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Discuss fused connection unit or not? in the Electrical Wiring, Theories and Regulations area at ElectriciansForums.net

M

marshr02

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Can anyone settle an argument?

45A cct with 10/4mm cable to 45A cooker switch. Switch supplies 7kW hob and 9kW oven via 10/4mm cables to connection units adjacent to each fitting.

The manufacturers cable for the hob is rated at 32A, my training would suggest the reduced cable size needs a fuse in the connection unit yet I never see this. The hob doesn't have an inlet fuse. Same argument goes for the oven.

Thanks for any enlightenment..
 
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R

randyrat

  • Thread Starter Thread Starter
  • #2
Total 16000W equals 69.57 A. Using diversity this reduces to 27.87A. Protection via 32A fuse/mcb/rcd in CU. Thre you go.
Randyrat
 
J

JulesHurley

  • Thread Starter Thread Starter
  • #3
Had a simalar kitchen installation - I treated each unit as seperate applainces and cabled two circuits, and presented at a dual back box, two isolators, onto two cooker outlets. Each was fused at the CU to suit, and labelled.

My reasoning for this - as explained to the client, is that two showers would never be doubled.

Jules
 
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M

marshr02

  • Thread Starter Thread Starter
  • #4
Thanks for the replies. Looking for the simple solution, hence prefer Randyrats.

Still interested in this scenario. Pre-existing cooker cct, 45A. New cooker/hob unit bought that has lower wattage than original with a cable that clearly can't take 45A. Should the connection unit have a fuse fitted to reduce down to 32A (or the mcb/rcbo swapped to 32A) or is the cooker just connected up.
 
W

WarrenG

  • Thread Starter Thread Starter
  • #5
Thanks for the replies. Looking for the simple solution, hence prefer Randyrats.

Still interested in this scenario. Pre-existing cooker cct, 45A. New cooker/hob unit bought that has lower wattage than original with a cable that clearly can't take 45A. Should the connection unit have a fuse fitted to reduce down to 32A (or the mcb/rcbo swapped to 32A) or is the cooker just connected up.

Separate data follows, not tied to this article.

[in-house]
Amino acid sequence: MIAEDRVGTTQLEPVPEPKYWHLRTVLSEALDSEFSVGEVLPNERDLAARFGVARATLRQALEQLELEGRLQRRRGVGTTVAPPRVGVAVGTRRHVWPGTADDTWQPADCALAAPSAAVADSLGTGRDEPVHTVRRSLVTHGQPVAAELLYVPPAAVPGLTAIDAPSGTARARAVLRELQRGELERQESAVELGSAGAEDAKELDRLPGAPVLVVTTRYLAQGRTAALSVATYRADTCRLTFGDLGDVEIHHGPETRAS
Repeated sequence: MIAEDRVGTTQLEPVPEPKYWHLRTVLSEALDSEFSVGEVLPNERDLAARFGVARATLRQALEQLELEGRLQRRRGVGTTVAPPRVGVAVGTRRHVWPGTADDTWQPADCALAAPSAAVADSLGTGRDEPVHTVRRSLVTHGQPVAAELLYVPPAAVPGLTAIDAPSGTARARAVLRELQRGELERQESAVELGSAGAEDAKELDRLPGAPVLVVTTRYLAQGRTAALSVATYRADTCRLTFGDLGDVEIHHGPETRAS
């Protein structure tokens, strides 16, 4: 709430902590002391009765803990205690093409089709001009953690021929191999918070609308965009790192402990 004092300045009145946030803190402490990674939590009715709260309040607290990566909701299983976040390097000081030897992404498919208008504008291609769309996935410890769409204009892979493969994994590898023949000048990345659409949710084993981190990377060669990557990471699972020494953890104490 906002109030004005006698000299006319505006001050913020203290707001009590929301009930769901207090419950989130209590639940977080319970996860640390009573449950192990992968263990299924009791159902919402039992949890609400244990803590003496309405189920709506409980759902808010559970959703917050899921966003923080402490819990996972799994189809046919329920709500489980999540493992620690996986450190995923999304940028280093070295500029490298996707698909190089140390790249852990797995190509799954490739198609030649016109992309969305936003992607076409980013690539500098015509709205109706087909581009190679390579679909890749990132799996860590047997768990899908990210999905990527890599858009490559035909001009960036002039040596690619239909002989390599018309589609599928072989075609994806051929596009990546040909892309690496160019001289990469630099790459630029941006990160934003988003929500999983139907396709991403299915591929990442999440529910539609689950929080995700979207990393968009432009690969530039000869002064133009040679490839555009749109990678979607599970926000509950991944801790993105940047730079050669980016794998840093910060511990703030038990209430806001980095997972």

If I have read you right, the loading has changed and the protective device can be reduced down to 32A based on the loading of 27.86A

16000W / 230V = 69.56A

Diversity 1st 10A + 30% of remainder 10A + 17.86A = 27.86A

Yes the cable can be protected by a larger fuse but the closest fuse to you load is a 32A.

In terms of wiring you could use a cooker control switch feeding two seperate cooker connection units (max 2 meters from cooker control SW) for hob and oven...

or

a cooker control switch feeding one cooker connection unit for the hob and a second feed from the cooker control switch to a FCU and to your oven. If oven is wired in flex this can be directly connected to the FCU

Hope this helps!

Warren
 
Thanks for the replies. Looking for the simple solution, hence prefer Randyrats.

Still interested in this scenario. Pre-existing cooker cct, 45A. New cooker/hob unit bought that has lower wattage than original with a cable that clearly can't take 45A. Should the connection unit have a fuse fitted to reduce down to 32A (or the mcb/rcbo swapped to 32A) or is the cooker just connected up.

I think the cable will only draw what the cooker uses.........?
It shouldn't have to pull 45A,but I understand where you are coming from.Quite often new ovens come with a heat resistant 2.5 flex,don't
have my regs handy but I'm pretty sure it would carry 30A no prob.
I recon you would be safe enough connecting both tails into your ccu
as a million before you have done.
 
S

Spudnik

  • Thread Starter Thread Starter
  • #7
Gotta be careful with these new hobs.

If its an induction hob, some have a superheat setting than can draw a lot more than diversity.

Had this recently on a Kitchen Aid induction hob.

As always, check the manual and if necessary contact the manufacturers.
 
M

marshr02

  • Thread Starter Thread Starter
  • #8
Cheers Guys, excellent posts.

The best use of this site for me is to draw on your experience. I'm a recently qualified but not practicing electrician.
e.g.
<I recon you would be safe enough connecting both tails into your ccu
as a million before you have done. >